Back to the Future of eLearning
The TV generation comes face-to-face with net-gen eLearning.
This year marks an anniversary of sorts in the world of computing, information
technology, and eLearning. It was 40 years ago, in 1966, that Patrick Suppes,
Stanford University (CA) professor of Philosophy and early
innovator in the world of computer-assisted instruction, offered a compelling
vision for the role of technology in education in his Scientific American article,
“The Uses of Computers in Education.”
Both the processing and the uses of information are undergoing an unprecedented
technological revolution. Not only are machines now able to deal with many kinds
of information at high speed and in large quantities, but it is also possible
to manipulate these quantities so as to benefit from them in new ways. This
is perhaps nowhere truer than in the field of education. One can predict that
in a few years, millions of school-children will have access to what Philip
of Macedon’s son Alexander enjoyed as a royal prerogative: the services
of a tutor as well-informed and as responsive as Aristotle.
While the language seems a little awkward in the context of current terminology
and technology, Suppes’ article remains a compelling statement about our
great aspirations for the role of computers and information technology across
all levels and sectors of education.
On the other hand, the potential “yang” to Suppes’ “yin”
about technology in education came in 1972. Writing in Change magazine, founding
editor George Bonham offered some damning comments about the “lackluster
record of the educational uses of television” that may sound familiar:
For better or worse, television dominates much of American life and manners
Part of [the] lackluster record of the educational uses of television is of
course due to the heretofore merciless economies of the medium. But profound
pedagogic mistrust of the medium also remains a fact of life. The proof of the
pudding lies in the fact that on many campuses, fancy television equipment
lies idle and often unused
Academic indifference to this enormously powerful
medium becomes doubly incomprehensible when one remembers that the present college
generation is also the first television generation.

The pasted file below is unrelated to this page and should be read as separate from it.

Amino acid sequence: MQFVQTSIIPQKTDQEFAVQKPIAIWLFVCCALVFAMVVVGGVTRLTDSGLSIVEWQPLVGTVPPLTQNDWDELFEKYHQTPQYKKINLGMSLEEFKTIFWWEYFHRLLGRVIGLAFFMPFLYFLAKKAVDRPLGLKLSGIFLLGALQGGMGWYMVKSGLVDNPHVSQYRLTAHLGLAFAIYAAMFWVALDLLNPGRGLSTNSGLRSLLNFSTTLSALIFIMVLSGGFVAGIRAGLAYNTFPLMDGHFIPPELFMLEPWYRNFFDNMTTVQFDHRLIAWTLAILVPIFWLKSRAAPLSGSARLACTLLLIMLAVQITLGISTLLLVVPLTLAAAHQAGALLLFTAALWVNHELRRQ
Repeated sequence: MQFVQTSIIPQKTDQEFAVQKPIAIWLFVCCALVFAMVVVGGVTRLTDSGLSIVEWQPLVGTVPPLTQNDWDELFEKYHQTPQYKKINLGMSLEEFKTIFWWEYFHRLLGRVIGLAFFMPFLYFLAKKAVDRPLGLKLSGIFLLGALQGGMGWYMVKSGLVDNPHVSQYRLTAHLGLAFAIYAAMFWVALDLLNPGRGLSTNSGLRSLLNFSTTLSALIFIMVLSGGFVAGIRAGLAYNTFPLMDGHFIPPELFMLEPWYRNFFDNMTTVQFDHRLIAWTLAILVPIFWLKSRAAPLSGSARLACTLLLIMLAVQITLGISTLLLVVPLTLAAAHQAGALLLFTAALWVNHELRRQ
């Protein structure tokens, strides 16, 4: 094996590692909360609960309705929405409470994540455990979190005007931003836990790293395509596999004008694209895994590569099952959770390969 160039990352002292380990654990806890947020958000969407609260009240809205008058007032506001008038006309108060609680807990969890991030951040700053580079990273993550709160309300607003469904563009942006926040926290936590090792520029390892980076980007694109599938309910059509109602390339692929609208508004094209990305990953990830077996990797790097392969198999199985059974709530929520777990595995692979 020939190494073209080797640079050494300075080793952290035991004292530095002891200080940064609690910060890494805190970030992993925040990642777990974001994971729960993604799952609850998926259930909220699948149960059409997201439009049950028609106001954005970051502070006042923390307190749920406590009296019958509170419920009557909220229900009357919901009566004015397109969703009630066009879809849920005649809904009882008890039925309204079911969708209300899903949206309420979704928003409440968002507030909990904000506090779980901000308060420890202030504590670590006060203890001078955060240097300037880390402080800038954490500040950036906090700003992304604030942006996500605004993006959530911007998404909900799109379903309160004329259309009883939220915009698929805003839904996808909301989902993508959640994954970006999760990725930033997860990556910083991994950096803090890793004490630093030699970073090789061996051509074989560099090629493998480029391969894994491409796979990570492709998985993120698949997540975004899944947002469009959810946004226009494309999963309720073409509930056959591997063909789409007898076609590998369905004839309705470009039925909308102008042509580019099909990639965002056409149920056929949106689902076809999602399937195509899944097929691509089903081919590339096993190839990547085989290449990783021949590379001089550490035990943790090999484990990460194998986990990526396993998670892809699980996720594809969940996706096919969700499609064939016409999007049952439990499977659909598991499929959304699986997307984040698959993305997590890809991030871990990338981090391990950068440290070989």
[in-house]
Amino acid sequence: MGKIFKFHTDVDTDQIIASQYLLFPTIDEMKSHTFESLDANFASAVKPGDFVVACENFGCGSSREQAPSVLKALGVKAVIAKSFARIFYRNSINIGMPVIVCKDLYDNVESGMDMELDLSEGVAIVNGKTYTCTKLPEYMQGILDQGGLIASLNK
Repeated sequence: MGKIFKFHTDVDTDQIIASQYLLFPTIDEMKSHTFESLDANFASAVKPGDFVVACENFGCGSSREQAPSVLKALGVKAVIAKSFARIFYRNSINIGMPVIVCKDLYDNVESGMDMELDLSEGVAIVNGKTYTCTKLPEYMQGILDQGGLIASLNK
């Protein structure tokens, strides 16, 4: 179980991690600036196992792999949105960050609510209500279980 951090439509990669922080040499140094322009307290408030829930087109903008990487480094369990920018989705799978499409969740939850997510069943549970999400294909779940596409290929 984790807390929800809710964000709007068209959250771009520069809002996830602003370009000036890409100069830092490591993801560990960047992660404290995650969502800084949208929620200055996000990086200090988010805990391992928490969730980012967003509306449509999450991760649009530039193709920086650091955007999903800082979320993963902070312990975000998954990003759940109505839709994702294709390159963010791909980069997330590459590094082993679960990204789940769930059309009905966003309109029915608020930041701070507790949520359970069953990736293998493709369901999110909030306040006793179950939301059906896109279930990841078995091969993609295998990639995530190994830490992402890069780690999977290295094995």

Visualize a word processor, substitute “technology” for television,
and it’s clear that Bonham’s comments about television in 1972 echo
the assessment that many in and around the campus and educational communities
offer about the uses of computers and information technology today: great potential,
uncertain (and expensive) implementation, accompanied by large doses of “pedagogic
mistrust” and “academic indifference.”
Bonham’s assessment may be doubly distressing when we recall that he
is talking about many of us—me (clearly) and perhaps thee: middle-age,
mid-career boomers who came of age with television. And the tension for many
of us who were (are!) the television/analog generation is that our classrooms
and campuses (let alone our homes!) are populated with a digital generation.
The current discussion of digital natives notwithstanding, the digital generation
is defined by expectations: students ages 18 to 68 who come to campus expecting
to learn about and to learn with technology. This
digital generation includes full-time undergraduates at residential colleges
and universities, part-time students in community colleges, the 15 to 20 percent
of adults in community college courses who already have one or more college
degrees, executive MBA students in evening and weekend programs, and millions
of students in online courses and degree programs.
Yes, we’ve made great progress in the past two decades. In and around
the classroom, on- and off-campus, the technologies and the icons of the much
heralded, at times over-hyped technology revolution in education (micro/desktop/notebook